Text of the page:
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I believe that it is appropriate for us to accept what the Remuneration Tribunal sets and to proceed from there in an appropriate way. The sort of political grandstanding that goes with this move, I think, is seen through by most people. When Dennis Stevenson did it, most people thought, “Yes, they think they are going to get a good standing in the community because they knocked back a bit of money, and everybody is going to think they are wonderful”. It makes no difference. I think it ought to be seen for what it is - a stunt, and it is a stunt that I think sets a poor precedent. When we actually put something at arm’s length and we want it done, that is how we should operate. If the Remuneration Tribunal had said that we were getting paid too much money and therefore we should reduce it, that is something we would also have to accept, rather than knocking back a determination to that effect. We have an arbiter, an umpire. We accept the umpire's decision.

MR BERRY (10.47): The Opposition will be opposing this move by the Greens. Working people throughout Australia have come to accept the principle of arbitration and the setting of wages and conditions by independent tribunals. It is part of the lifestyle of Australians, and the independence of those tribunals is something we have to protect. In this case, it has been argued that a range of people, from politicians through public servants, the people who serve on boards and statutory office-holders, should not receive the 2 per cent wage increase which has been decided upon by the Remuneration Tribunal. It is all right to have a shot at the politicians - one expects that in this game - but I would like to defend the public servants and the office-bearers in statutory positions, as well as those people who serve on boards of management and statutory boards throughout the ACT. They too subject themselves to this independent tribunal to determine an appropriate remuneration for the work they do.

In this country, some people earn more than others; but it seems that in this case the Greens have been smitten by the language of the Government in relation to their budget, accepting the Henny Penny argument from the Government, which would give rise to a great range of people not receiving pay rises. We do not accept that argument. We take the view that, if there is an independent tribunal that is able to set pay and conditions for a range of people, you have ample opportunity to make submissions. In June this year - I think it was on 1 June - I received a letter from the Remuneration Tribunal, and so did everybody else, which invited submissions in relation to the matter. I think they asked that submissions be provided by the end of June. I have been in touch with the Remuneration Tribunal, and I have found out that there has been one submission from a member in the ACT and that was not a Green. If you are fair dinkum about this issue, that is the time when you make a submission.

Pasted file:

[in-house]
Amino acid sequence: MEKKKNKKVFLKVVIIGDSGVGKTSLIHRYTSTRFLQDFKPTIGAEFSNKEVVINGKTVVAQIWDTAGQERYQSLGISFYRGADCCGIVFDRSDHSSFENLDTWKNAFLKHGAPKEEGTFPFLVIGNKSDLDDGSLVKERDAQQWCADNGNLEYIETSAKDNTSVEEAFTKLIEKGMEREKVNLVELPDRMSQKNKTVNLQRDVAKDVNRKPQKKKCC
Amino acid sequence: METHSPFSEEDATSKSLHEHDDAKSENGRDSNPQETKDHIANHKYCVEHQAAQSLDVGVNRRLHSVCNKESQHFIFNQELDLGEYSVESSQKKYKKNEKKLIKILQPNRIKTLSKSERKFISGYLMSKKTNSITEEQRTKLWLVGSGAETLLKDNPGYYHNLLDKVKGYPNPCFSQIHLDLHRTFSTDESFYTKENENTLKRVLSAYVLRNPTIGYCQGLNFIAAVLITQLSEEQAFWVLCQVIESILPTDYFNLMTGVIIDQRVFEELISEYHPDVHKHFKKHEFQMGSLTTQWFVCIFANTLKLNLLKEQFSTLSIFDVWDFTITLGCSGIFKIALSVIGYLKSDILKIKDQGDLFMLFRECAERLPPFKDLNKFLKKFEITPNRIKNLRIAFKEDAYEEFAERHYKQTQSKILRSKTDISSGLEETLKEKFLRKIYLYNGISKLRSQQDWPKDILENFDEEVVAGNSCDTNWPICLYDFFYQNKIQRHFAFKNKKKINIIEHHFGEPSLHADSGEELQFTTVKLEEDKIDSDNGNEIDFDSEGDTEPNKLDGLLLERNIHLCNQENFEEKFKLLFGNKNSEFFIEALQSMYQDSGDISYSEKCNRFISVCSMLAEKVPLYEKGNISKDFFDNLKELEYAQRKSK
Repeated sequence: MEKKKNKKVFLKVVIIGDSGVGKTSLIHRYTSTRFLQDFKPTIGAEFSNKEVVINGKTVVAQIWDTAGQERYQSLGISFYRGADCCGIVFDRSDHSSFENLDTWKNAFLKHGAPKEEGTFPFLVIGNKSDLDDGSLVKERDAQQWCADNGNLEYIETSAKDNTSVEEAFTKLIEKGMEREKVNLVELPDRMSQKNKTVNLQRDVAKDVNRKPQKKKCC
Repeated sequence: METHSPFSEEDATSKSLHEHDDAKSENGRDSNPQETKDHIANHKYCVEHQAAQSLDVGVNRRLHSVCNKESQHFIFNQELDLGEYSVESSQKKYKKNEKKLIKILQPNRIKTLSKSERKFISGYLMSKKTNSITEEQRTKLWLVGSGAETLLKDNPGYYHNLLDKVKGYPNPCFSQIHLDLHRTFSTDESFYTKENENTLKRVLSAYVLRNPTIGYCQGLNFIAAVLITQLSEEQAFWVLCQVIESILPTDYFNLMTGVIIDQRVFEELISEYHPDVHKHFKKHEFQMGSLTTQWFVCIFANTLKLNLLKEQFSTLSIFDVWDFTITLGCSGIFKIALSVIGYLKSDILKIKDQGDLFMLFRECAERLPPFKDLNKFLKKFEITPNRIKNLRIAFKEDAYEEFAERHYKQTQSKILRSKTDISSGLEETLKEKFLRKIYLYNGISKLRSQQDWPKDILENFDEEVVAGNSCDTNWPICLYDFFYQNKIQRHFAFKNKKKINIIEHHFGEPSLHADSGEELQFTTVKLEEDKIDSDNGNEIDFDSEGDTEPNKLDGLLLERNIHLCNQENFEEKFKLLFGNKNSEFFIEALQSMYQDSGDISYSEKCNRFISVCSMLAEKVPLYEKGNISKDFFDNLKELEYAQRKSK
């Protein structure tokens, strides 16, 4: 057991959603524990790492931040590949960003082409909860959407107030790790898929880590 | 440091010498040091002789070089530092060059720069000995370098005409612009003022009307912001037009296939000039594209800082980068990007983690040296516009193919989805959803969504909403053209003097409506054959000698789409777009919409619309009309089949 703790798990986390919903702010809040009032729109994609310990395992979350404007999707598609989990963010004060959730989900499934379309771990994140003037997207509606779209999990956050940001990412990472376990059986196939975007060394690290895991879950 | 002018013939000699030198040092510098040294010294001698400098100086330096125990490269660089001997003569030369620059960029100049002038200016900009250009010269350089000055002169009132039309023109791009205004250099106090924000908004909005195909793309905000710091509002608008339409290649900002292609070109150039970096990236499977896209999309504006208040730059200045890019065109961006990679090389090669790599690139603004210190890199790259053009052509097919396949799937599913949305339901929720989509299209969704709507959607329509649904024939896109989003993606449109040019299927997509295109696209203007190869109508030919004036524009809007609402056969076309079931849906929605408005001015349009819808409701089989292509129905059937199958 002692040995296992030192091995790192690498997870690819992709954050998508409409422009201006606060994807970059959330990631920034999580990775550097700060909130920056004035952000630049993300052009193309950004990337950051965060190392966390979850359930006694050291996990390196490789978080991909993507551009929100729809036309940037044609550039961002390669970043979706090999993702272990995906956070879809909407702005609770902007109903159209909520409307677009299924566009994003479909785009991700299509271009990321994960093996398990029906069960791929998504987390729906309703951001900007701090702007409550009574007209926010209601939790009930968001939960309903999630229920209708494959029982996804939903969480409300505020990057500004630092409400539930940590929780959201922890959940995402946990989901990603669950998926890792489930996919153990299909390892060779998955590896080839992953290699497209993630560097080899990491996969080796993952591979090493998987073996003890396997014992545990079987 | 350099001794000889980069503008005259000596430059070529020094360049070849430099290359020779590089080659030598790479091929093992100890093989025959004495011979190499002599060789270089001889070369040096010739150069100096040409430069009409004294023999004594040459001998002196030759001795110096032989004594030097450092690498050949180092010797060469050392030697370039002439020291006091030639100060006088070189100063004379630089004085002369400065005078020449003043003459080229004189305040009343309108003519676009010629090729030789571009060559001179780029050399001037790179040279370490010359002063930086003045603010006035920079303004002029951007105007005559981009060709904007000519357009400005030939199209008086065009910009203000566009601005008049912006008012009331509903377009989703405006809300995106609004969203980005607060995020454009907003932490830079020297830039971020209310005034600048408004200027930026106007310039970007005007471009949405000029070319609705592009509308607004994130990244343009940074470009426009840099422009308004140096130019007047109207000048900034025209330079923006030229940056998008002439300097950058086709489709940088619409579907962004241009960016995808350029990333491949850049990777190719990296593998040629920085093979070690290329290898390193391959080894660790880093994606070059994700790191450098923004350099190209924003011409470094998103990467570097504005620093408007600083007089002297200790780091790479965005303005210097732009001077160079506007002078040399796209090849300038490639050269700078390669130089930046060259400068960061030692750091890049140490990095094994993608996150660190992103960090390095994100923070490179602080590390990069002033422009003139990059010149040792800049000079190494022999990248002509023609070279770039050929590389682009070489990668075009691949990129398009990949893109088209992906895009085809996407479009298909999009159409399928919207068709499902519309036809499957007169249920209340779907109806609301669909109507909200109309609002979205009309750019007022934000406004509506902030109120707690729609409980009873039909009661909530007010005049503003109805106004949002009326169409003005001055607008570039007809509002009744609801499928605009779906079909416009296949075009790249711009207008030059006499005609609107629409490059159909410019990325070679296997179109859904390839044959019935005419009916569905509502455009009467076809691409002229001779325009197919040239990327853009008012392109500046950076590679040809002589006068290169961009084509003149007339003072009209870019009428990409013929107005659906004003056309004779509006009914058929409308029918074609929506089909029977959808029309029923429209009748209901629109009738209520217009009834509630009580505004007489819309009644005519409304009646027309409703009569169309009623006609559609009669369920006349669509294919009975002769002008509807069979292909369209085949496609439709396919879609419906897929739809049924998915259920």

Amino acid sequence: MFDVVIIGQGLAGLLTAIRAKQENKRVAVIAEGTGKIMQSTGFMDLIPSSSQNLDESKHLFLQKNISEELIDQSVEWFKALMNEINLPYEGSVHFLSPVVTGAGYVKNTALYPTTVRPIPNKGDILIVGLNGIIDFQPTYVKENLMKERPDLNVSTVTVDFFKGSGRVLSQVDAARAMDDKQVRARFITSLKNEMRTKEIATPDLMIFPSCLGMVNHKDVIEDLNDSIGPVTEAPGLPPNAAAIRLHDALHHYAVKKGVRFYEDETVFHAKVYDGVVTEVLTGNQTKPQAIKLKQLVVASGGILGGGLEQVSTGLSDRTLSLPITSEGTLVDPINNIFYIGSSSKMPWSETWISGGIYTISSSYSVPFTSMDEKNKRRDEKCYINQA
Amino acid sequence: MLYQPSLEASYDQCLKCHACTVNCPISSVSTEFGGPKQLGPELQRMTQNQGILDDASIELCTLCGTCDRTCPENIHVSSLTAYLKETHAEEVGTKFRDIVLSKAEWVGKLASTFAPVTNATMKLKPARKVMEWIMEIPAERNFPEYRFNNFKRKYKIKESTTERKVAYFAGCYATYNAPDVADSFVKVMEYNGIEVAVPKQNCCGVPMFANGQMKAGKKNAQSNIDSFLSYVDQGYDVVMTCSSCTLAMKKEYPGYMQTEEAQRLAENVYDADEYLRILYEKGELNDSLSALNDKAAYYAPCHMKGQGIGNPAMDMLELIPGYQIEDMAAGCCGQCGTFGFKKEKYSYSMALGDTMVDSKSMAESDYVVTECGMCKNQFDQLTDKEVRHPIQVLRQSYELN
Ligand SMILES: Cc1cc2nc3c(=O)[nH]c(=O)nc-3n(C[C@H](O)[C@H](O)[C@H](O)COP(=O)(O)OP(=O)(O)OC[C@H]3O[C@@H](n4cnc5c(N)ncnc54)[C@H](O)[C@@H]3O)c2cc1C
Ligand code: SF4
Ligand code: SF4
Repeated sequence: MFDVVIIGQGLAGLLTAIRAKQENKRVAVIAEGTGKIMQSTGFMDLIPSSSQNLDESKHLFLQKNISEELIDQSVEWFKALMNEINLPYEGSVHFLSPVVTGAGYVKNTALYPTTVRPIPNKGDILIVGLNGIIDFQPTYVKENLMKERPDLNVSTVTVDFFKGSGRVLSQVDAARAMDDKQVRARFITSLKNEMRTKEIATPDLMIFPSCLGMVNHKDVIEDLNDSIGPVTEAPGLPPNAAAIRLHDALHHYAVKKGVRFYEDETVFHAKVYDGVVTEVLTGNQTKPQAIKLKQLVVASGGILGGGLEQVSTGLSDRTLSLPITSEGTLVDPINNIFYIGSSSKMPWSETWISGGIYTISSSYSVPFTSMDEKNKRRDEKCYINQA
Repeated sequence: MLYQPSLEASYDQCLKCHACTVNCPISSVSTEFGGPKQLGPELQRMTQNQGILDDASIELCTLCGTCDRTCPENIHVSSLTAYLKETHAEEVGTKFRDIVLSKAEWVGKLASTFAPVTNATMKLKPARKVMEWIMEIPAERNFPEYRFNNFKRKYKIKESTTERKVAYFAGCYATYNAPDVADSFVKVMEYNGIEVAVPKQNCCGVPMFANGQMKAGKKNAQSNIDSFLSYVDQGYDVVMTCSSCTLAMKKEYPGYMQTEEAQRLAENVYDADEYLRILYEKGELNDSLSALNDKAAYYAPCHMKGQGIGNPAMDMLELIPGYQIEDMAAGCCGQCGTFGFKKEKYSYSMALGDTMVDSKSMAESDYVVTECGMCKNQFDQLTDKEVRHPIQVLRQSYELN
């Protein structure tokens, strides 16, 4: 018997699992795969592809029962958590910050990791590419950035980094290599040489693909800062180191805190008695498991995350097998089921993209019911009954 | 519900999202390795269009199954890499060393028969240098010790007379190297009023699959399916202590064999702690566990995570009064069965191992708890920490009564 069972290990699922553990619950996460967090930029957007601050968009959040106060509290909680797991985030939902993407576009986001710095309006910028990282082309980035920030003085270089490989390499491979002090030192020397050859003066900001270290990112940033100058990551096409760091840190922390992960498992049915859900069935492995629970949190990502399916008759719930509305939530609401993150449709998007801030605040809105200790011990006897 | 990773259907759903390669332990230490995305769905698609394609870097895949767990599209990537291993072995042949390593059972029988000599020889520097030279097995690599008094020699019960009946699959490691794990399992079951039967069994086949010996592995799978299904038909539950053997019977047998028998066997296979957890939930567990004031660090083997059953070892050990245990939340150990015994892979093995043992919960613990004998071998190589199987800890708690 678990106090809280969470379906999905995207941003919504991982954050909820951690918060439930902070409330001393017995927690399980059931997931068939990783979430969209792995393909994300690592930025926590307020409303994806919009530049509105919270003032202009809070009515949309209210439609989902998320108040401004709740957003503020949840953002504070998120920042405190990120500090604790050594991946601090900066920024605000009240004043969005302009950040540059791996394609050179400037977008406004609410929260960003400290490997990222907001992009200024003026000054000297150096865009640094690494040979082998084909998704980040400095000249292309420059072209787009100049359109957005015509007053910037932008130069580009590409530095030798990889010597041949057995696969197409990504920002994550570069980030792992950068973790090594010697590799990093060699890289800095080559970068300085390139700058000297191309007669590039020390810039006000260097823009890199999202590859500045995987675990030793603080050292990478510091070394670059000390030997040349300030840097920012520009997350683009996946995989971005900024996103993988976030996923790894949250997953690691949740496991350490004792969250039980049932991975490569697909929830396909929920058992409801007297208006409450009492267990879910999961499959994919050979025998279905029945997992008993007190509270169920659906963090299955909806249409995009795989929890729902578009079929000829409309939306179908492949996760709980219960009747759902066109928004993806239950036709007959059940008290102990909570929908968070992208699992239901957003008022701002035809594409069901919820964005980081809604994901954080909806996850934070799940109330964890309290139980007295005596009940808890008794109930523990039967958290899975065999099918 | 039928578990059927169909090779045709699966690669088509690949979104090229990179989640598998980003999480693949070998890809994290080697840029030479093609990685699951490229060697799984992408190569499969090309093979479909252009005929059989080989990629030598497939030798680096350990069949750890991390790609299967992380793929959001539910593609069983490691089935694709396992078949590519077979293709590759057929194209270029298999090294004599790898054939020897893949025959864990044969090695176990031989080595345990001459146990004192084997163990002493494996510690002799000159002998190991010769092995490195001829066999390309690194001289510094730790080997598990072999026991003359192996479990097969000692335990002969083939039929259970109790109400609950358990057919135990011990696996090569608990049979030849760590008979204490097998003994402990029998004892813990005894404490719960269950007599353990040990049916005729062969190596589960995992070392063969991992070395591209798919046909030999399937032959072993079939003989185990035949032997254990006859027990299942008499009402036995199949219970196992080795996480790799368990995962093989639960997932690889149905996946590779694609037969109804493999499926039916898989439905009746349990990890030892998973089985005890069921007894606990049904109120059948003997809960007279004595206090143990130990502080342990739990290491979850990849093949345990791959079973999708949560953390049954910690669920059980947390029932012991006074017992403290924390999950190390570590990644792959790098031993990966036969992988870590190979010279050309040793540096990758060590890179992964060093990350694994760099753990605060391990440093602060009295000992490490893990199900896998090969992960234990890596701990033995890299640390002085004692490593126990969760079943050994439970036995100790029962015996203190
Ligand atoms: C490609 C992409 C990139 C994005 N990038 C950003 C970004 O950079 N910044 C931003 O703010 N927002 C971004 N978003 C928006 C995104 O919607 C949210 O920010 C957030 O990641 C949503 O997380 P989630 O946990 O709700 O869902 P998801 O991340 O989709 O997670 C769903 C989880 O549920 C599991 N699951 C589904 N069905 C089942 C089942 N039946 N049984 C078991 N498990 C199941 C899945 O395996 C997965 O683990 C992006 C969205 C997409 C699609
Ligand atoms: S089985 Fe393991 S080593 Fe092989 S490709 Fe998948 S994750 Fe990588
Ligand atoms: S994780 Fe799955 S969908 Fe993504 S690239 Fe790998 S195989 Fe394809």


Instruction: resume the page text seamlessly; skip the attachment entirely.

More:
I accept that we have the right to overturn this decision if it is demonstrably wrong, but I do not think there has been a case made out that the decision of the tribunal was demonstrably wrong. It is a decision that has been arrived at through examination of the issues, and it was mentioned in the letter to us that there had been 2 per cent increases in various other legislatures. I think it comes back to that point I just raised. If there is something that is demonstrably wrong, we have an obligation to examine the issue and make a decision about it. No case has been made out that this is demonstrably wrong, and I do not think the Greens have a leg to stand on. They had their chance to make their submission to the tribunal and have it assessed and a decision made on it. They did not take that opportunity, and that is disappointing.

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